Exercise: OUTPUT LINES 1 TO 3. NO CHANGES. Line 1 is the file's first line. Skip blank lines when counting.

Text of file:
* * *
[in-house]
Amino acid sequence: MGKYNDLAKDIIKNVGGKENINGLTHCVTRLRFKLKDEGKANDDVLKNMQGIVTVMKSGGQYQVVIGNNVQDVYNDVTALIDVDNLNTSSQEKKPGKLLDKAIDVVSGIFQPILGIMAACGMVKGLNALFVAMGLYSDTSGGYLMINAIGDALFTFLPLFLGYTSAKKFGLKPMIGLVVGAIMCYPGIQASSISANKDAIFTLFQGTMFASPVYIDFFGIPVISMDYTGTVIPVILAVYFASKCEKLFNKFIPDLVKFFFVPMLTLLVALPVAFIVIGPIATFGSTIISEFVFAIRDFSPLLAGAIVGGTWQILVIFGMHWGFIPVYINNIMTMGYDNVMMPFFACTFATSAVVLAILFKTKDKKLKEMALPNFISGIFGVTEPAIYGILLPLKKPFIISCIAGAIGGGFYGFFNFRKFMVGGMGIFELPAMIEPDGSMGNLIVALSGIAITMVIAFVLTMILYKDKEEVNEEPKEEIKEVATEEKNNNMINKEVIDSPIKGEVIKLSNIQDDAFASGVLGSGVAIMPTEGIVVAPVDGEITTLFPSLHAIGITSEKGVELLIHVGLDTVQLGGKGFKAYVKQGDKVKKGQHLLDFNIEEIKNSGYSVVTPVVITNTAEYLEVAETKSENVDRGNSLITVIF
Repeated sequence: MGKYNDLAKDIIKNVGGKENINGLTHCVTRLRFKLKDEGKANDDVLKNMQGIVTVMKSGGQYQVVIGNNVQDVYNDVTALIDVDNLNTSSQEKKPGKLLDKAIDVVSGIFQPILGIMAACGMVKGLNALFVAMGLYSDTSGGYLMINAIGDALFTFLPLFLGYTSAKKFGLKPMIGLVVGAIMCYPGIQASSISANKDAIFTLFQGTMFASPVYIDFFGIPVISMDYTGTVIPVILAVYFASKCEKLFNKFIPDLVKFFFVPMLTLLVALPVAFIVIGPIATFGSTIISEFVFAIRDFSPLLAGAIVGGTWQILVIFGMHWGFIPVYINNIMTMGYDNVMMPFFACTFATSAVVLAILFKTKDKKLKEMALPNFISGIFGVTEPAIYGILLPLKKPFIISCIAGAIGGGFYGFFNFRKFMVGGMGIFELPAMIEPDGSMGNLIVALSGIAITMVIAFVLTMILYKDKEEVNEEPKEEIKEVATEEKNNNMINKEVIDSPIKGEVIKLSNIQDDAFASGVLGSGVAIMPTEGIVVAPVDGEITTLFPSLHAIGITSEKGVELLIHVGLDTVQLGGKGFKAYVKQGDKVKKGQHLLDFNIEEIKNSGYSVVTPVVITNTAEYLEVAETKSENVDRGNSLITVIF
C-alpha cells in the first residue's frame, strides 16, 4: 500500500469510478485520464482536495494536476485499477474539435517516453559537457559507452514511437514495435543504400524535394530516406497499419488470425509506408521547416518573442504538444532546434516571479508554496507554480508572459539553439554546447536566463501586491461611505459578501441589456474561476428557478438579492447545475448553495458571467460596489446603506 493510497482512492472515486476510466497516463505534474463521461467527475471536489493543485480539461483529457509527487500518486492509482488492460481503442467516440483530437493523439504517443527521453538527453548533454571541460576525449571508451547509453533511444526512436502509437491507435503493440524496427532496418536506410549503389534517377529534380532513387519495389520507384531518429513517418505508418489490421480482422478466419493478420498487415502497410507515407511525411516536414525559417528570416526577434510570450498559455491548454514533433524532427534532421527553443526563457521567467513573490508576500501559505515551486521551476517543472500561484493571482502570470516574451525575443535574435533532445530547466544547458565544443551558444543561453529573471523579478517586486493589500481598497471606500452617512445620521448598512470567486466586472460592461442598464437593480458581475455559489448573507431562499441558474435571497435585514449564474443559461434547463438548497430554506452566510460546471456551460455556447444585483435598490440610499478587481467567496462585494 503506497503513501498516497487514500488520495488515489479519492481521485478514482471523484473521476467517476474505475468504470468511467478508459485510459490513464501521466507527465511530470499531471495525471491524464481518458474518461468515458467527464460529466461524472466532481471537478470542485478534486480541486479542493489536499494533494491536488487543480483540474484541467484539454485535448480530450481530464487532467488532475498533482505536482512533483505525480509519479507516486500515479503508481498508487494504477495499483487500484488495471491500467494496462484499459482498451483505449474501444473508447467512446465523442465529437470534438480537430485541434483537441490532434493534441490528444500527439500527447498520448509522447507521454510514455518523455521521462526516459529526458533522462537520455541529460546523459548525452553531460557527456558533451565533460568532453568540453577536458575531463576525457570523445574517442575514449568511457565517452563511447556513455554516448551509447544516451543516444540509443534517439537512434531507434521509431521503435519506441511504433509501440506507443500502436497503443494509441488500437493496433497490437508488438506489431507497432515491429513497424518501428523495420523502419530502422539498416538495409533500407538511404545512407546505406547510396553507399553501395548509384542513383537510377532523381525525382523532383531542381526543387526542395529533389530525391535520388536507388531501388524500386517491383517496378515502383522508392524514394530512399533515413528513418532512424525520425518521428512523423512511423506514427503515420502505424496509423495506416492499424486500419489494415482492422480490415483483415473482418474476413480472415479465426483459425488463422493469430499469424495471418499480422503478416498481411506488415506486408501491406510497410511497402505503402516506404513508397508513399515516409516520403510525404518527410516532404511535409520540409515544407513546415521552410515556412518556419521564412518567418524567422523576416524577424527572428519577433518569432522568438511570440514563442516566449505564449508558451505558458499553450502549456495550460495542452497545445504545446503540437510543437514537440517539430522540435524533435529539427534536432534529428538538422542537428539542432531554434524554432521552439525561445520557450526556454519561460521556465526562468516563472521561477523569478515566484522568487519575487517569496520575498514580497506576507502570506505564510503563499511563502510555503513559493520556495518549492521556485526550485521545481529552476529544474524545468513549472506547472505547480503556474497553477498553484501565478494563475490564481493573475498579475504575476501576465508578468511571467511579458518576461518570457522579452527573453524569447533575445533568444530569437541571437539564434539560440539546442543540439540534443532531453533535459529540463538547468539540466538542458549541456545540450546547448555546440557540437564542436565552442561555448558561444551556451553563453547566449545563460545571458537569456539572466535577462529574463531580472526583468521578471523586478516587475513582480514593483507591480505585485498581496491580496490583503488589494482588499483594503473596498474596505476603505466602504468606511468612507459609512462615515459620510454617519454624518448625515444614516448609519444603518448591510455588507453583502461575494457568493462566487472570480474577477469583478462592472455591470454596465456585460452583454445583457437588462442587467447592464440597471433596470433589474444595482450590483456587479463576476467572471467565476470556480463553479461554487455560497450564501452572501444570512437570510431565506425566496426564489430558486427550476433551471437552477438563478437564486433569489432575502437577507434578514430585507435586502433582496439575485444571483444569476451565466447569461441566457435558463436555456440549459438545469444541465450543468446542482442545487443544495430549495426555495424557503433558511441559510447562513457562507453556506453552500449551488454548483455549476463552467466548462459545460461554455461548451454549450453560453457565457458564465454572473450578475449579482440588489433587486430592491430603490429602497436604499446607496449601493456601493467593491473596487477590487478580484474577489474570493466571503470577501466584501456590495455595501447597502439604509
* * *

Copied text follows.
[in-house]
Amino acid sequence: MGKYNDLAKDIIKNVGGKENINGLTHCVTRLRFKLKDEGKANDDVLKNMQGIVTVMKSGGQYQVVIGNNVQDVYNDVTALIDVDNLNTSSQEKKPGKLLDKAIDVVSGIFQPILGIMAACGMVKGLNALFVAMGLYSDTSGGYLMINAIGDALFTFLPLFLGYTSAKKFGLKPMIGLVVGAIMCYPGIQASSISANKDAIFTLFQGTMFASPVYIDFFGIPVISMDYTGTVIPVILAVYFASKCEKLFNKFIPDLVKFFFVPMLTLLVALPVAFIVIGPIATFGSTIISEFVFAIRDFSPLLAGAIVGGTWQILVIFGMHWGFIPVYINNIMTMGYDNVMMPFFACTFATSAVVLAILFKTKDKKLKEMALPNFISGIFGVTEPAIYGILLPLKKPFIISCIAGAIGGGFYGFFNFRKFMVGGMGIFELPAMIEPDGSMGNLIVALSGIAITMVIAFVLTMILYKDKEEVNEEPKEEIKEVATEEKNNNMINKEVIDSPIKGEVIKLSNIQDDAFASGVLGSGVAIMPTEGIVVAPVDGEITTLFPSLHAIGITSEKGVELLIHVGLDTVQLGGKGFKAYVKQGDKVKKGQHLLDFNIEEIKNSGYSVVTPVVITNTAEYLEVAETKSENVDRGNSLITVIF
Repeated sequence: MGKYNDLAKDIIKNVGGKENINGLTHCVTRLRFKLKDEGKANDDVLKNMQGIVTVMKSGGQYQVVIGNNVQDVYNDVTALIDVDNLNTSSQEKKPGKLLDKAIDVVSGIFQPILGIMAACGMVKGLNALFVAMGLYSDTSGGYLMINAIGDALFTFLPLFLGYTSAKKFGLKPMIGLVVGAIMCYPGIQASSISANKDAIFTLFQGTMFASPVYIDFFGIPVISMDYTGTVIPVILAVYFASKCEKLFNKFIPDLVKFFFVPMLTLLVALPVAFIVIGPIATFGSTIISEFVFAIRDFSPLLAGAIVGGTWQILVIFGMHWGFIPVYINNIMTMGYDNVMMPFFACTFATSAVVLAILFKTKDKKLKEMALPNFISGIFGVTEPAIYGILLPLKKPFIISCIAGAIGGGFYGFFNFRKFMVGGMGIFELPAMIEPDGSMGNLIVALSGIAITMVIAFVLTMILYKDKEEVNEEPKEEIKEVATEEKNNNMINKEVIDSPIKGEVIKLSNIQDDAFASGVLGSGVAIMPTEGIVVAPVDGEITTLFPSLHAIGITSEKGVELLIHVGLDTVQLGGKGFKAYVKQGDKVKKGQHLLDFNIEEIKNSGYSVVTPVVITNTAEYLEVAETKSENVDRGNSLITVIF